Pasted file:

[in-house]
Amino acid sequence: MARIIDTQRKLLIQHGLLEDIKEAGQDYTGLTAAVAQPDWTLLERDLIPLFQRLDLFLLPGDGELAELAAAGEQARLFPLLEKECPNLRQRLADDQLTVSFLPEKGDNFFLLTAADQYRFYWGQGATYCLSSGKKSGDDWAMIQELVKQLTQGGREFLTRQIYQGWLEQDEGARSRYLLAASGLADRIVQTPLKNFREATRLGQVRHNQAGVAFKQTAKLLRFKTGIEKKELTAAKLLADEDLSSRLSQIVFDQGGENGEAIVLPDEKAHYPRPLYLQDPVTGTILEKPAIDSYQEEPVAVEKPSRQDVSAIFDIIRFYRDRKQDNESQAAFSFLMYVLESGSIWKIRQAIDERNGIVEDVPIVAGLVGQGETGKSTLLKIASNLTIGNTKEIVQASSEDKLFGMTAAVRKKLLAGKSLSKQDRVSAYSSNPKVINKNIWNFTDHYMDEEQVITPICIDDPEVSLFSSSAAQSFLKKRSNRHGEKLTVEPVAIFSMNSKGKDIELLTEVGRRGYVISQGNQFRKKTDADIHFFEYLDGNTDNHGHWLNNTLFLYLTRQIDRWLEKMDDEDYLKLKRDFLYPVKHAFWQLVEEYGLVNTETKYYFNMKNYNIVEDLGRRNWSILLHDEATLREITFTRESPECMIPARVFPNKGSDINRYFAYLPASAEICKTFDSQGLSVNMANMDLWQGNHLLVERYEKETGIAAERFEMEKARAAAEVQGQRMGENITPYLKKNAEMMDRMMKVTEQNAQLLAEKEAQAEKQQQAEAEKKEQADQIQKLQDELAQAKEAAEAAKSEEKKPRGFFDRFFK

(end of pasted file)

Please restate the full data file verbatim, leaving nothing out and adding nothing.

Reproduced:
[in-house]
Amino acid sequence: MARIIDTQRKLLIQHGLLEDIKEAGQDYTGLTAAVAQPDWTLLERDLIPLFQRLDLFLLPGDGELAELAAAGEQARLFPLLEKECPNLRQRLADDQLTVSFLPEKGDNFFLLTAADQYRFYWGQGATYCLSSGKKSGDDWAMIQELVKQLTQGGREFLTRQIYQGWLEQDEGARSRYLLAASGLADRIVQTPLKNFREATRLGQVRHNQAGVAFKQTAKLLRFKTGIEKKELTAAKLLADEDLSSRLSQIVFDQGGENGEAIVLPDEKAHYPRPLYLQDPVTGTILEKPAIDSYQEEPVAVEKPSRQDVSAIFDIIRFYRDRKQDNESQAAFSFLMYVLESGSIWKIRQAIDERNGIVEDVPIVAGLVGQGETGKSTLLKIASNLTIGNTKEIVQASSEDKLFGMTAAVRKKLLAGKSLSKQDRVSAYSSNPKVINKNIWNFTDHYMDEEQVITPICIDDPEVSLFSSSAAQSFLKKRSNRHGEKLTVEPVAIFSMNSKGKDIELLTEVGRRGYVISQGNQFRKKTDADIHFFEYLDGNTDNHGHWLNNTLFLYLTRQIDRWLEKMDDEDYLKLKRDFLYPVKHAFWQLVEEYGLVNTETKYYFNMKNYNIVEDLGRRNWSILLHDEATLREITFTRESPECMIPARVFPNKGSDINRYFAYLPASAEICKTFDSQGLSVNMANMDLWQGNHLLVERYEKETGIAAERFEMEKARAAAEVQGQRMGENITPYLKKNAEMMDRMMKVTEQNAQLLAEKEAQAEKQQQAEAEKKEQADQIQKLQDELAQAKEAAEAAKSEEKKPRGFFDRFFK